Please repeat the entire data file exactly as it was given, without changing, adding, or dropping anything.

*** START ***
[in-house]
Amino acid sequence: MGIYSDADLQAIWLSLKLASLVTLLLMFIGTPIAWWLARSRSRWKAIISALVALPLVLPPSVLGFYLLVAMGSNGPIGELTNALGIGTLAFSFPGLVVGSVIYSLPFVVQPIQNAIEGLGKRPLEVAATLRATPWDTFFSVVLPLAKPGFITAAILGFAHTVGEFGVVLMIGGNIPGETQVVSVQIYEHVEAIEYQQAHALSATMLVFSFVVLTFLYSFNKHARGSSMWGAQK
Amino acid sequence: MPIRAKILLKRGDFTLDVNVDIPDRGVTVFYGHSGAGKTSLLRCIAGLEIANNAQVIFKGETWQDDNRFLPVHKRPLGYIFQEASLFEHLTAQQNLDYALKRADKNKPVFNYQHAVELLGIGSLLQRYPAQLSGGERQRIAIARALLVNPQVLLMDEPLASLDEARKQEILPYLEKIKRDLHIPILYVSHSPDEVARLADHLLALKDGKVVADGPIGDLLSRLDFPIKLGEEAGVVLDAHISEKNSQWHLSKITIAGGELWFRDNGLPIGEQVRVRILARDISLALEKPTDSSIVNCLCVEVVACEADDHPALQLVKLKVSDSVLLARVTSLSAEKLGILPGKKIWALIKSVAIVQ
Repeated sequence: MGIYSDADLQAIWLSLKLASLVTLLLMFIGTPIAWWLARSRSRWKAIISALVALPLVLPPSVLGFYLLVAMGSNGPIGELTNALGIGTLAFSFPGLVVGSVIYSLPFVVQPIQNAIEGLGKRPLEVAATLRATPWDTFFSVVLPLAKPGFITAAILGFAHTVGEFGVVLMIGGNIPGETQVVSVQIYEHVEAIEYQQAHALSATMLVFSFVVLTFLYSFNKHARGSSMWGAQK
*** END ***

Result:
[in-house]
Amino acid sequence: MGIYSDADLQAIWLSLKLASLVTLLLMFIGTPIAWWLARSRSRWKAIISALVALPLVLPPSVLGFYLLVAMGSNGPIGELTNALGIGTLAFSFPGLVVGSVIYSLPFVVQPIQNAIEGLGKRPLEVAATLRATPWDTFFSVVLPLAKPGFITAAILGFAHTVGEFGVVLMIGGNIPGETQVVSVQIYEHVEAIEYQQAHALSATMLVFSFVVLTFLYSFNKHARGSSMWGAQK
Amino acid sequence: MPIRAKILLKRGDFTLDVNVDIPDRGVTVFYGHSGAGKTSLLRCIAGLEIANNAQVIFKGETWQDDNRFLPVHKRPLGYIFQEASLFEHLTAQQNLDYALKRADKNKPVFNYQHAVELLGIGSLLQRYPAQLSGGERQRIAIARALLVNPQVLLMDEPLASLDEARKQEILPYLEKIKRDLHIPILYVSHSPDEVARLADHLLALKDGKVVADGPIGDLLSRLDFPIKLGEEAGVVLDAHISEKNSQWHLSKITIAGGELWFRDNGLPIGEQVRVRILARDISLALEKPTDSSIVNCLCVEVVACEADDHPALQLVKLKVSDSVLLARVTSLSAEKLGILPGKKIWALIKSVAIVQ
Repeated sequence: MGIYSDADLQAIWLSLKLASLVTLLLMFIGTPIAWWLARSRSRWKAIISALVALPLVLPPSVLGFYLLVAMGSNGPIGELTNALGIGTLAFSFPGLVVGSVIYSLPFVVQPIQNAIEGLGKRPLEVAATLRATPWDTFFSVVLPLAKPGFITAAILGFAHTVGEFGVVLMIGGNIPGETQVVSVQIYEHVEAIEYQQAHALSATMLVFSFVVLTFLYSFNKHARGSSMWGAQK